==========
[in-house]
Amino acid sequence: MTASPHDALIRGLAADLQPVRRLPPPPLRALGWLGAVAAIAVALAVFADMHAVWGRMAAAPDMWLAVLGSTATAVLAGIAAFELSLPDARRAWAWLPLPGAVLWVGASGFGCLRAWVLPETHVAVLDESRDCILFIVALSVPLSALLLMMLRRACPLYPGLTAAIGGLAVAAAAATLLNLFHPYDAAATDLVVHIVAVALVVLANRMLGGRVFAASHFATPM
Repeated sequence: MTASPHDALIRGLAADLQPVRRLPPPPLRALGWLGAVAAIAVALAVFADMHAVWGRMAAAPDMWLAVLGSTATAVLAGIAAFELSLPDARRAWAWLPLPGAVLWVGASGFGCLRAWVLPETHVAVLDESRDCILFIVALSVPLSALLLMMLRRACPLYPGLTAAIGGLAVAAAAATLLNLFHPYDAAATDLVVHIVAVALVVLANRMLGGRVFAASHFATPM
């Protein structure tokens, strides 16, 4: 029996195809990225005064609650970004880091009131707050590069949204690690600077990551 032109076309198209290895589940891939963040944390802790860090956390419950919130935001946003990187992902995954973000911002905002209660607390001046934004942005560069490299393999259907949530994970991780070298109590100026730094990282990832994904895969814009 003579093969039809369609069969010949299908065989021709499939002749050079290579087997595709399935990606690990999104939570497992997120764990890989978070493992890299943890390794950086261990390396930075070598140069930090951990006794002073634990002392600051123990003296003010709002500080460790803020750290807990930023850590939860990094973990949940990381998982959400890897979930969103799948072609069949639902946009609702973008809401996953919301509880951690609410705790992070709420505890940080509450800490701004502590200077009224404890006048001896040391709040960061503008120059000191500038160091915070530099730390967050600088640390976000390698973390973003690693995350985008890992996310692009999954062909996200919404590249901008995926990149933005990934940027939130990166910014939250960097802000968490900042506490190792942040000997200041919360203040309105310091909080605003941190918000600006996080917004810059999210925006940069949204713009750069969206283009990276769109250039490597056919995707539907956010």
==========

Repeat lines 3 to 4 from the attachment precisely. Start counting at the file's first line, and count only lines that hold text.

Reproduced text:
Repeated sequence: MTASPHDALIRGLAADLQPVRRLPPPPLRALGWLGAVAAIAVALAVFADMHAVWGRMAAAPDMWLAVLGSTATAVLAGIAAFELSLPDARRAWAWLPLPGAVLWVGASGFGCLRAWVLPETHVAVLDESRDCILFIVALSVPLSALLLMMLRRACPLYPGLTAAIGGLAVAAAAATLLNLFHPYDAAATDLVVHIVAVALVVLANRMLGGRVFAASHFATPM
């Protein structure tokens, strides 16, 4: 029996195809990225005064609650970004880091009131707050590069949204690690600077990551 032109076309198209290895589940891939963040944390802790860090956390419950919130935001946003990187992902995954973000911002905002209660607390001046934004942005560069490299393999259907949530994970991780070298109590100026730094990282990832994904895969814009 003579093969039809369609069969010949299908065989021709499939002749050079290579087997595709399935990606690990999104939570497992997120764990890989978070493992890299943890390794950086261990390396930075070598140069930090951990006794002073634990002392600051123990003296003010709002500080460790803020750290807990930023850590939860990094973990949940990381998982959400890897979930969103799948072609069949639902946009609702973008809401996953919301509880951690609410705790992070709420505890940080509450800490701004502590200077009224404890006048001896040391709040960061503008120059000191500038160091915070530099730390967050600088640390976000390698973390973003690693995350985008890992996310692009999954062909996200919404590249901008995926990149933005990934940027939130990166910014939250960097802000968490900042506490190792942040000997200041919360203040309105310091909080605003941190918000600006996080917004810059999210925006940069949204713009750069969206283009990276769109250039490597056919995707539907956010």